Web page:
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I found out that the director at the potential job is an old colleague/senior from when we used to work at the same institution a few years ago.
I was debating whether I should reach out to her separately from the application process to talk to her about the job and let her know I’ve applied, especially since she would be the direct manager for this position.
I know that’s crappy, but I can’t see a way around it. Should I tell a rejected candidate that their parent protested our hiring decision?
I recently rejected a candidate who wasn’t a good fit for the position for a variety of reasons.
They responded with an email debating our decision (in a tone that validated we made the right call) and I found out the next day their parent also sent an email to our CEO (they have a loose professional connection) debating my decision (and also implying I did it without management’s blessing … In this situation, would you give the applicant a heads-up that this happened? This candidate already sent you an email debating your decision in a rude tone.
If they’re not interviewing anyone else, then I don’t think you need to set up a formal interview, but I wouldn’t take the job without a pretty detailed conversation with the person who will be managing you.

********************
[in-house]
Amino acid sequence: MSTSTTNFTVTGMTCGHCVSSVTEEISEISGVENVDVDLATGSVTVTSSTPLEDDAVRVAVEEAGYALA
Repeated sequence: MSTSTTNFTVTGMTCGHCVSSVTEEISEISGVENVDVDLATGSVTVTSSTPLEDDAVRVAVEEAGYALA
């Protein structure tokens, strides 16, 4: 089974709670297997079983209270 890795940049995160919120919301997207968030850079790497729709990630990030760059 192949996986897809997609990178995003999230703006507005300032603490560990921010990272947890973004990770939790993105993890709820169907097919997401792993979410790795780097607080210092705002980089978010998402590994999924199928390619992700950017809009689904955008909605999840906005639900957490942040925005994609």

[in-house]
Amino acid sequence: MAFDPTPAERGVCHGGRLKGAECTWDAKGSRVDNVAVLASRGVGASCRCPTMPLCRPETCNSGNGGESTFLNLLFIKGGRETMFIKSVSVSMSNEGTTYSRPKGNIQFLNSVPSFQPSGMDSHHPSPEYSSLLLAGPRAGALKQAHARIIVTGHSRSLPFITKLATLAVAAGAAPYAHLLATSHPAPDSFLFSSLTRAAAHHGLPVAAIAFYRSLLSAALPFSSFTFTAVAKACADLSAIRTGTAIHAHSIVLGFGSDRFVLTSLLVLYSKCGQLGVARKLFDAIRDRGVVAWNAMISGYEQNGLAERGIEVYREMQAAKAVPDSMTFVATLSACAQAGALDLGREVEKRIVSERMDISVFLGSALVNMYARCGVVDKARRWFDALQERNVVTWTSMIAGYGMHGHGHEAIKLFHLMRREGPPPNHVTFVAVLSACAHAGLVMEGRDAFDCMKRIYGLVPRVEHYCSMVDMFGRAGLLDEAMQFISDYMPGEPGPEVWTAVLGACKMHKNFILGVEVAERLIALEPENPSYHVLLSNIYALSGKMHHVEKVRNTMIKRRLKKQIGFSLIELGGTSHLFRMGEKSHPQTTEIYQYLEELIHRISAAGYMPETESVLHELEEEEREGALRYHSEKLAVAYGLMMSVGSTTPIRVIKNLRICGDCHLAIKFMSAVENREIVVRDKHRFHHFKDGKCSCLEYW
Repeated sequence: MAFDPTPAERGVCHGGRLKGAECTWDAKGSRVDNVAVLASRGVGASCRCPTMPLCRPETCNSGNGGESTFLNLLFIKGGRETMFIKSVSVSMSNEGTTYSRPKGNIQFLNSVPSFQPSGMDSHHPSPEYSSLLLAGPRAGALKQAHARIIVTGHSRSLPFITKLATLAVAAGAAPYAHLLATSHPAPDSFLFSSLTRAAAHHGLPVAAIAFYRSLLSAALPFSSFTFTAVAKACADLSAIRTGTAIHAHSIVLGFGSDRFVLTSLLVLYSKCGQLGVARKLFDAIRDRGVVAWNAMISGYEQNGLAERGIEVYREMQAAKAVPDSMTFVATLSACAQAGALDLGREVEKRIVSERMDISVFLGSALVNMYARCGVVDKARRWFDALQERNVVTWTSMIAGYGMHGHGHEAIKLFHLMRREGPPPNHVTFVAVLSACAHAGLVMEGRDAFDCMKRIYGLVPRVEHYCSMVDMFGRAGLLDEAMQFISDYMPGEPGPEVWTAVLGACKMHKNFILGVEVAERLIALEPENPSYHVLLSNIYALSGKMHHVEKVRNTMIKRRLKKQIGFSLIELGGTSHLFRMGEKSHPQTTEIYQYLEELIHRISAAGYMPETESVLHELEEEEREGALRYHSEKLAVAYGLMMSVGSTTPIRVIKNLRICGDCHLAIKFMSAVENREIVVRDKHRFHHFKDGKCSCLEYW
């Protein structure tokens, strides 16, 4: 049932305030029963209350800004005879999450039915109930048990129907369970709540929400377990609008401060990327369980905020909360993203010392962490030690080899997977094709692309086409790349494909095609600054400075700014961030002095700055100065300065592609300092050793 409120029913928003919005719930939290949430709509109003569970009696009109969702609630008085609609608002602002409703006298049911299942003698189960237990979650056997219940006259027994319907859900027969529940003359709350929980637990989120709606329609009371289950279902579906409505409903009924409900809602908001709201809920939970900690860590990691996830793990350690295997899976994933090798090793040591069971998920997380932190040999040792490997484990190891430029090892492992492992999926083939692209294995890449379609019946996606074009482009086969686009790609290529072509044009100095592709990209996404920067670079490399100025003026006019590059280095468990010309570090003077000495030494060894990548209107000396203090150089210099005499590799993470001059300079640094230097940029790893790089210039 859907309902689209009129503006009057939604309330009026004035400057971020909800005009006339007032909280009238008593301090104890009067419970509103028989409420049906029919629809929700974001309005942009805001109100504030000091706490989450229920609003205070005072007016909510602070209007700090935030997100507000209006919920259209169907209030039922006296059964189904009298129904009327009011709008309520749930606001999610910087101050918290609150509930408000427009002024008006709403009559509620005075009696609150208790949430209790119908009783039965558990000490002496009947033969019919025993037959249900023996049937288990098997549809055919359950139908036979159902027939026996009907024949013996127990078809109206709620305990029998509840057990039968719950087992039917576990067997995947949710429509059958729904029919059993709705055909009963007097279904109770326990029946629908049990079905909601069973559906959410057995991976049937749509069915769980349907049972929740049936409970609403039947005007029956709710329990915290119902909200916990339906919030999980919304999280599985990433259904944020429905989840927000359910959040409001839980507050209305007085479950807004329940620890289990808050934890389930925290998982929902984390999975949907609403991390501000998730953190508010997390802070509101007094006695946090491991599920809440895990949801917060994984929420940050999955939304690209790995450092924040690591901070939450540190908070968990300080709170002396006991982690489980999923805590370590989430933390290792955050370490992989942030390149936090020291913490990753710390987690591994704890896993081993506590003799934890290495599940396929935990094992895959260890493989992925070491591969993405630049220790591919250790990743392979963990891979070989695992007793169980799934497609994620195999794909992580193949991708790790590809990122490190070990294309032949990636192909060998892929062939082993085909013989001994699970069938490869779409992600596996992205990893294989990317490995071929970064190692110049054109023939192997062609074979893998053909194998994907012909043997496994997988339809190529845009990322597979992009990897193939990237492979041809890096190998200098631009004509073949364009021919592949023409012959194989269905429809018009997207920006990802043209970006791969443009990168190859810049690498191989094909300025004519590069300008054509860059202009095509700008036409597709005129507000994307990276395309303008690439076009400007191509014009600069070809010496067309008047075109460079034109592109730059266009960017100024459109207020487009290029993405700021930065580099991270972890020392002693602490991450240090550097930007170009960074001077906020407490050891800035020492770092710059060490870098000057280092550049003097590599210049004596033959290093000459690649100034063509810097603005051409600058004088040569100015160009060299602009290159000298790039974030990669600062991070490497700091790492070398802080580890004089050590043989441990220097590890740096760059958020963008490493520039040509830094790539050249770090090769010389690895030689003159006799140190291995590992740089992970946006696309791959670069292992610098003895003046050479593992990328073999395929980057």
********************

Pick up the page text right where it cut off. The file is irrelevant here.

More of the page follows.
You want to know things like how the role may have changed since you last held it (a lot can change in seven years) and whether anything about it is different for someone who’s working remotely, and — unless you know your would-be manager very well — you want to get a better feel for her as a manager and for her to be able to get a better feel for you.
But when there’s a clear application process already laid out, it’s generally pretty annoying when people try to go around that rather than following the instructions we asked you to follow. If she thinks it makes sense to set up a call, she will let you know. Can I praise my boss for her work turning around our organization? My boss (of a small not-for-profit) was recently moved into the top role when the CEO left and is now managing the whole organization.